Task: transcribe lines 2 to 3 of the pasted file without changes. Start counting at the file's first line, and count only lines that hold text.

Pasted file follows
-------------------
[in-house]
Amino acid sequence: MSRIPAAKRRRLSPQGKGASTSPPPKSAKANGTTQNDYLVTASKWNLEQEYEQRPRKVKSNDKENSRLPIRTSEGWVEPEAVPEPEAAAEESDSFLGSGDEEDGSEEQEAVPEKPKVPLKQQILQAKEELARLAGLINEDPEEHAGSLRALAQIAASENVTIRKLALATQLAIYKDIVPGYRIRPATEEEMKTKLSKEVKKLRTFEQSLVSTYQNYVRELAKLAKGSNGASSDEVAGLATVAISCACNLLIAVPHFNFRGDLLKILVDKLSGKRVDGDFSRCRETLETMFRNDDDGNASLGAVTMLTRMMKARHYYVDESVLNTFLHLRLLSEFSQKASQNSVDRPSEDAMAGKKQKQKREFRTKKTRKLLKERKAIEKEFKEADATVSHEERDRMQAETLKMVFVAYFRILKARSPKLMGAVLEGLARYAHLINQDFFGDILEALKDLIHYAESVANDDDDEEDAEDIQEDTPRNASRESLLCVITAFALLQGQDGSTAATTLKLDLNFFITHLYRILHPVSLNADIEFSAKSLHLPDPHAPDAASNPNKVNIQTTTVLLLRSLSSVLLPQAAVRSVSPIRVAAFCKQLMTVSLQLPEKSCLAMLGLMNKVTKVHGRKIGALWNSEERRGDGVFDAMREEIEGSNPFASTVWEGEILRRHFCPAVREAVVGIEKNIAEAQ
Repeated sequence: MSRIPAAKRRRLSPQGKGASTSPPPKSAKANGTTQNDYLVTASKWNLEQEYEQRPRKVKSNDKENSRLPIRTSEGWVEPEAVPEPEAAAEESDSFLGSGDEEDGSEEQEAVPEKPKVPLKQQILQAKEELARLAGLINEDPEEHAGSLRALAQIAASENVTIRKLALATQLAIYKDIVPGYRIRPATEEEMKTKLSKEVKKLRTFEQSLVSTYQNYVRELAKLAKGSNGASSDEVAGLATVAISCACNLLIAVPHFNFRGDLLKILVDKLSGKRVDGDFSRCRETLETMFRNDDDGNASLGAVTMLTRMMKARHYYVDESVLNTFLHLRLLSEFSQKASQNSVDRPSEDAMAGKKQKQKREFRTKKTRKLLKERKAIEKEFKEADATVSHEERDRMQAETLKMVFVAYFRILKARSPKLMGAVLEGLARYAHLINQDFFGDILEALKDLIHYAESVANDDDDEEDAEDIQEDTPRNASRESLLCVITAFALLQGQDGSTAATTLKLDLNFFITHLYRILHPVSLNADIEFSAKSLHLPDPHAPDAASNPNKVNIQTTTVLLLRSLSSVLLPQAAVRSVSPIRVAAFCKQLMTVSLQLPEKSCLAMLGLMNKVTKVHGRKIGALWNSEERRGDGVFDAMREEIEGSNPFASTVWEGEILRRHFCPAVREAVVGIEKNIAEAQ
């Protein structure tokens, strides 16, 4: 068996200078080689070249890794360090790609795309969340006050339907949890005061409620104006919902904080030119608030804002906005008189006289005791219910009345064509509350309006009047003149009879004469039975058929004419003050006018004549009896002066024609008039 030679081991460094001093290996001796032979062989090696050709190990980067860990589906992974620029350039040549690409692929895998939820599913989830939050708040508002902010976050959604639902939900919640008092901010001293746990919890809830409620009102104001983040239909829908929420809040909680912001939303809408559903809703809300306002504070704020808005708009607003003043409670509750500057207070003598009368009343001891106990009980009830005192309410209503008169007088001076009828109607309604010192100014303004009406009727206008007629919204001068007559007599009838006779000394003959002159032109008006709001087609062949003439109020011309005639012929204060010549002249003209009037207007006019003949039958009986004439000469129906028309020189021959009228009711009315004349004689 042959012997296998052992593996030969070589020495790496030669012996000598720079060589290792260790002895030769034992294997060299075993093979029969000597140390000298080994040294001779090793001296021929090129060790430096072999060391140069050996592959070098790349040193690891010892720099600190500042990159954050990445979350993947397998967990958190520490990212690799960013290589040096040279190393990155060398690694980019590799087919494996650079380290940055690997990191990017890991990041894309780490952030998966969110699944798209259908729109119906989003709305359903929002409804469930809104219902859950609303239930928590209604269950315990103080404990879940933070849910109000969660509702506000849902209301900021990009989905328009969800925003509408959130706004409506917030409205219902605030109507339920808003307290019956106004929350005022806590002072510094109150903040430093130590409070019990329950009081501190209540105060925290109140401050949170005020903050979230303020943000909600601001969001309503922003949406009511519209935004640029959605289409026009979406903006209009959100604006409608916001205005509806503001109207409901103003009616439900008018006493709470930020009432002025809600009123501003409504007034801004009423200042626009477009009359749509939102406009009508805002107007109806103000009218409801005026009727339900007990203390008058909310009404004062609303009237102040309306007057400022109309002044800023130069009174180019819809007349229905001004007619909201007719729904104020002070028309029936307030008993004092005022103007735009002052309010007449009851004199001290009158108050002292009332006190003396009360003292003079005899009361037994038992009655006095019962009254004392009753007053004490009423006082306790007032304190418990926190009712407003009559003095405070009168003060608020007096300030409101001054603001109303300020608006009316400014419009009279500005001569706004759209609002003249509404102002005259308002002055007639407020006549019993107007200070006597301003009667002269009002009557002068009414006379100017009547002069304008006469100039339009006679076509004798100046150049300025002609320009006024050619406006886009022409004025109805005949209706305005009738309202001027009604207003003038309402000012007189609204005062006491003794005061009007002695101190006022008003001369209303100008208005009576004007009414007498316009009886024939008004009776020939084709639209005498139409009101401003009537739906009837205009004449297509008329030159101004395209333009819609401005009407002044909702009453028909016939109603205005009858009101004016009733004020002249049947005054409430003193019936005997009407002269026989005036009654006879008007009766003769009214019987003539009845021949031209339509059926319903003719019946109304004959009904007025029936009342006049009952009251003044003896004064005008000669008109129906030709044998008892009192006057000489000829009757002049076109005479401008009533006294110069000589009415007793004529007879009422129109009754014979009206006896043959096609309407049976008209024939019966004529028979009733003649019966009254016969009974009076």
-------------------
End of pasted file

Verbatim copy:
Amino acid sequence: MSRIPAAKRRRLSPQGKGASTSPPPKSAKANGTTQNDYLVTASKWNLEQEYEQRPRKVKSNDKENSRLPIRTSEGWVEPEAVPEPEAAAEESDSFLGSGDEEDGSEEQEAVPEKPKVPLKQQILQAKEELARLAGLINEDPEEHAGSLRALAQIAASENVTIRKLALATQLAIYKDIVPGYRIRPATEEEMKTKLSKEVKKLRTFEQSLVSTYQNYVRELAKLAKGSNGASSDEVAGLATVAISCACNLLIAVPHFNFRGDLLKILVDKLSGKRVDGDFSRCRETLETMFRNDDDGNASLGAVTMLTRMMKARHYYVDESVLNTFLHLRLLSEFSQKASQNSVDRPSEDAMAGKKQKQKREFRTKKTRKLLKERKAIEKEFKEADATVSHEERDRMQAETLKMVFVAYFRILKARSPKLMGAVLEGLARYAHLINQDFFGDILEALKDLIHYAESVANDDDDEEDAEDIQEDTPRNASRESLLCVITAFALLQGQDGSTAATTLKLDLNFFITHLYRILHPVSLNADIEFSAKSLHLPDPHAPDAASNPNKVNIQTTTVLLLRSLSSVLLPQAAVRSVSPIRVAAFCKQLMTVSLQLPEKSCLAMLGLMNKVTKVHGRKIGALWNSEERRGDGVFDAMREEIEGSNPFASTVWEGEILRRHFCPAVREAVVGIEKNIAEAQ
Repeated sequence: MSRIPAAKRRRLSPQGKGASTSPPPKSAKANGTTQNDYLVTASKWNLEQEYEQRPRKVKSNDKENSRLPIRTSEGWVEPEAVPEPEAAAEESDSFLGSGDEEDGSEEQEAVPEKPKVPLKQQILQAKEELARLAGLINEDPEEHAGSLRALAQIAASENVTIRKLALATQLAIYKDIVPGYRIRPATEEEMKTKLSKEVKKLRTFEQSLVSTYQNYVRELAKLAKGSNGASSDEVAGLATVAISCACNLLIAVPHFNFRGDLLKILVDKLSGKRVDGDFSRCRETLETMFRNDDDGNASLGAVTMLTRMMKARHYYVDESVLNTFLHLRLLSEFSQKASQNSVDRPSEDAMAGKKQKQKREFRTKKTRKLLKERKAIEKEFKEADATVSHEERDRMQAETLKMVFVAYFRILKARSPKLMGAVLEGLARYAHLINQDFFGDILEALKDLIHYAESVANDDDDEEDAEDIQEDTPRNASRESLLCVITAFALLQGQDGSTAATTLKLDLNFFITHLYRILHPVSLNADIEFSAKSLHLPDPHAPDAASNPNKVNIQTTTVLLLRSLSSVLLPQAAVRSVSPIRVAAFCKQLMTVSLQLPEKSCLAMLGLMNKVTKVHGRKIGALWNSEERRGDGVFDAMREEIEGSNPFASTVWEGEILRRHFCPAVREAVVGIEKNIAEAQ